sticking to your principles and raise little money or you chuck the limits and look like an inexperienced opportunist.

2.  Most voters don’t pay attention to campaigns until Sept., but the law required that a candidate be certified in April/May.  The primary isn’t even until Sept.  Setting things up this way helps people who already have a large network, or are willing to sacrifice everything for the first part of the year to build a network.  If you have a family & job, i.e. are a citizen who isn’t an activist, you don’t have
the time for this and you might as well not apply.

3.  It was never clear to me how a write-in candidate qualifies. Looks like they don’t.  Another strike against the now defunct system.

What is different with the new proposed law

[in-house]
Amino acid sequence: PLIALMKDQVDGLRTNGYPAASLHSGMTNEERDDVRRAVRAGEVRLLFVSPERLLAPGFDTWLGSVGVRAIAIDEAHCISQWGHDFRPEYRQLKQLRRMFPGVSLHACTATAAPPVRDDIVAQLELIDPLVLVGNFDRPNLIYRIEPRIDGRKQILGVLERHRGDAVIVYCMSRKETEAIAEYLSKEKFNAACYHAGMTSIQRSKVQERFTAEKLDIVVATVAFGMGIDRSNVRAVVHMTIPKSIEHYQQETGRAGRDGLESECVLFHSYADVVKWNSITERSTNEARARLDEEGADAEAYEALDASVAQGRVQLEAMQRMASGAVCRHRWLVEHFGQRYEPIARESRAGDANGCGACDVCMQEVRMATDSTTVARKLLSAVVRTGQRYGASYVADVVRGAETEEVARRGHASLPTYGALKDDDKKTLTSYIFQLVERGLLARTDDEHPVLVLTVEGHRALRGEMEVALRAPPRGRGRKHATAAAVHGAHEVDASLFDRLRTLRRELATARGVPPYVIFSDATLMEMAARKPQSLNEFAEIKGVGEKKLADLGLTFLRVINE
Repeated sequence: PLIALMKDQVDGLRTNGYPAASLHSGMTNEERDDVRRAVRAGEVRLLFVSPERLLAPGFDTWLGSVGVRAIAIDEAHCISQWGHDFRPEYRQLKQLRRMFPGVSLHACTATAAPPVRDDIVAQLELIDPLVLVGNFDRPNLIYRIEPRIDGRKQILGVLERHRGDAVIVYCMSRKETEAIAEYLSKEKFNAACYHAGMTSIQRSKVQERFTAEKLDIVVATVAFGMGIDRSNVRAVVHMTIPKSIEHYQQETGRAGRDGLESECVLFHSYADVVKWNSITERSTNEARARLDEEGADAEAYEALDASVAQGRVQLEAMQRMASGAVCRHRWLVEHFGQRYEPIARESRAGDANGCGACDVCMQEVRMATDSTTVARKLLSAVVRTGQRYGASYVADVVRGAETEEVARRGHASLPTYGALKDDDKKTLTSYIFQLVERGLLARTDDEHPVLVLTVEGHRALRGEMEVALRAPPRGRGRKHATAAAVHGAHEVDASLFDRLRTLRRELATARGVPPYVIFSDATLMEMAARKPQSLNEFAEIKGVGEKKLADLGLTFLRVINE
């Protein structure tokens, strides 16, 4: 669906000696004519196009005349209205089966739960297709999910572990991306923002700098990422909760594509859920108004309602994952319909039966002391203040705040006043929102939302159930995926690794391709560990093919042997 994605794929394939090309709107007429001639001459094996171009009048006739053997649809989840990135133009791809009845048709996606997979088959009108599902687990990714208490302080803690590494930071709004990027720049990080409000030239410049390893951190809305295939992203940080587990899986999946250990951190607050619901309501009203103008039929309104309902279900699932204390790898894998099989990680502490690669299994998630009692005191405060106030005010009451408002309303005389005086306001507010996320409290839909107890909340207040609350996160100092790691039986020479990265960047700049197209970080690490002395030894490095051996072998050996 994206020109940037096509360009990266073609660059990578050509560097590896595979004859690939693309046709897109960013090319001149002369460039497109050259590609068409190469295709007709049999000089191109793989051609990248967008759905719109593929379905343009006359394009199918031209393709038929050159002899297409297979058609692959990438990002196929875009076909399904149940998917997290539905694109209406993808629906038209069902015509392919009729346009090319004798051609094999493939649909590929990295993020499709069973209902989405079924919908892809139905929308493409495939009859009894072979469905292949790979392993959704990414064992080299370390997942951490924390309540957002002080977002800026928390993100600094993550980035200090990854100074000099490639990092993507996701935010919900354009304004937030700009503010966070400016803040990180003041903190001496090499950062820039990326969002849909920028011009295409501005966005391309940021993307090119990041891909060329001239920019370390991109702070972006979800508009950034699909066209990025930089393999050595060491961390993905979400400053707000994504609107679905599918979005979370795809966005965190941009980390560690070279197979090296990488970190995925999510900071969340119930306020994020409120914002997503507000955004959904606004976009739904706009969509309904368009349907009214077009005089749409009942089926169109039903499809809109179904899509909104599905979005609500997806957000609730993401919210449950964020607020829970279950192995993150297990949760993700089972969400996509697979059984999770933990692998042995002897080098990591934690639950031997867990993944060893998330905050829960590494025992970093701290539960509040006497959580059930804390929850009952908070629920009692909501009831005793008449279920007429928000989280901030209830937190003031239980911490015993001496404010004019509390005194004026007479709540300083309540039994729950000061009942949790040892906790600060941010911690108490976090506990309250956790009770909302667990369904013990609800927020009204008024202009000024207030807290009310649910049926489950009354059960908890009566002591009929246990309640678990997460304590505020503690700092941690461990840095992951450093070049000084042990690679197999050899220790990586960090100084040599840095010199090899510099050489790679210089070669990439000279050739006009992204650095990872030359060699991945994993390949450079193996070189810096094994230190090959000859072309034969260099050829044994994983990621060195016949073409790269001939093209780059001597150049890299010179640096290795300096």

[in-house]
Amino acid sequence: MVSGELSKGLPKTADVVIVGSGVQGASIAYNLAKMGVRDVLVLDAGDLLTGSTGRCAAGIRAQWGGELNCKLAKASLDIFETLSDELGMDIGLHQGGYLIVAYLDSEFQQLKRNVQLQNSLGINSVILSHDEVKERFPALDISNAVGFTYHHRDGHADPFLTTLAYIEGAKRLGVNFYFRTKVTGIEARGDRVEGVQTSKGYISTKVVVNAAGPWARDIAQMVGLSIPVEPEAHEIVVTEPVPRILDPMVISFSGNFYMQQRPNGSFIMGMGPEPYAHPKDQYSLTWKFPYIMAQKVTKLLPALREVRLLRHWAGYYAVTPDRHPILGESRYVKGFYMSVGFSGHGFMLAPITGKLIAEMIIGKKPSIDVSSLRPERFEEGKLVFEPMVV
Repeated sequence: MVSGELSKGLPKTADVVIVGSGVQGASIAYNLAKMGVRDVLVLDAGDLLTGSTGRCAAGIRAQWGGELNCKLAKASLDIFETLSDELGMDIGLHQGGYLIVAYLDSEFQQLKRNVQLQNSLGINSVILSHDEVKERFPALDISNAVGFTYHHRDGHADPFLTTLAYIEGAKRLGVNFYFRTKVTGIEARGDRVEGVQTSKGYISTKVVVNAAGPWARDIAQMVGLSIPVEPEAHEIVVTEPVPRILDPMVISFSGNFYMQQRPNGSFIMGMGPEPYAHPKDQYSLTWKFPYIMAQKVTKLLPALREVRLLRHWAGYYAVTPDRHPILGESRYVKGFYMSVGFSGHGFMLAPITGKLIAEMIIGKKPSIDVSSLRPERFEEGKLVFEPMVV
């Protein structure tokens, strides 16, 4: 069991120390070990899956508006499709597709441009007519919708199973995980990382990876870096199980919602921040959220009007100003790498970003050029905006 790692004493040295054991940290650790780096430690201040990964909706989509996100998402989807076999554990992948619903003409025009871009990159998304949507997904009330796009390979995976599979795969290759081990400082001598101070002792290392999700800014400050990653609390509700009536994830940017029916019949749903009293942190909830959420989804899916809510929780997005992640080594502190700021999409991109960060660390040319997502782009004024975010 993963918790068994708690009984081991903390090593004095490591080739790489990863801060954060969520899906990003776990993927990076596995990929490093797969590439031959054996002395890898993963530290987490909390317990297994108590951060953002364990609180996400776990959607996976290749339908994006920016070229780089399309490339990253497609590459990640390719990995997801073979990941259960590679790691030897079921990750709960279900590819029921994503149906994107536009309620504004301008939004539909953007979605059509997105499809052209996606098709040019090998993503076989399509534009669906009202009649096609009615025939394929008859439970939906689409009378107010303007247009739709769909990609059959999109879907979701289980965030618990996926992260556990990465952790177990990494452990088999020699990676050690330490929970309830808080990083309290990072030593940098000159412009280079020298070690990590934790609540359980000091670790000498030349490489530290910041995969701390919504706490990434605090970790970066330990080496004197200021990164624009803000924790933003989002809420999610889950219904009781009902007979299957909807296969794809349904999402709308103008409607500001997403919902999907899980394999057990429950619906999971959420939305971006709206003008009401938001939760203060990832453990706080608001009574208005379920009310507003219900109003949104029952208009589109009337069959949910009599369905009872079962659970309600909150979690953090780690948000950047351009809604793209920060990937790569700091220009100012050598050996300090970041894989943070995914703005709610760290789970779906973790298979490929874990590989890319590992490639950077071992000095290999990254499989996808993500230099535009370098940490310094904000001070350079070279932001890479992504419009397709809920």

The new system still suffers from these problems, but adds an additional hurdle to qualify (the aggregate contribution threshold) and doesn’t give you much money to run a campaign. 

The aggregate contribution threshold requires that in addition to a state rep. candidate getting 200 people to give a contribution, she also has to raise a total of $5000.  For state senate, both requirements are doubled.

Under the Clean Elections Law a candidate would get a large amount of money if they had a primary opponent and more if they had a general election opponent.  The proposed law would limit the amount given out to three dollars for every one dollar the candidate raises.  Under this scheme, it is unclear to me how a candidate gets more public money after they comply should they raise more money.

How I would make the proposed law better

Since the law changes from a lump sum to a matching format, which is a reasonable, though not ideal change, I would suggest that the law give people much more time to qualify, drop the aggregate contribution limit and drop the established opponent requirement.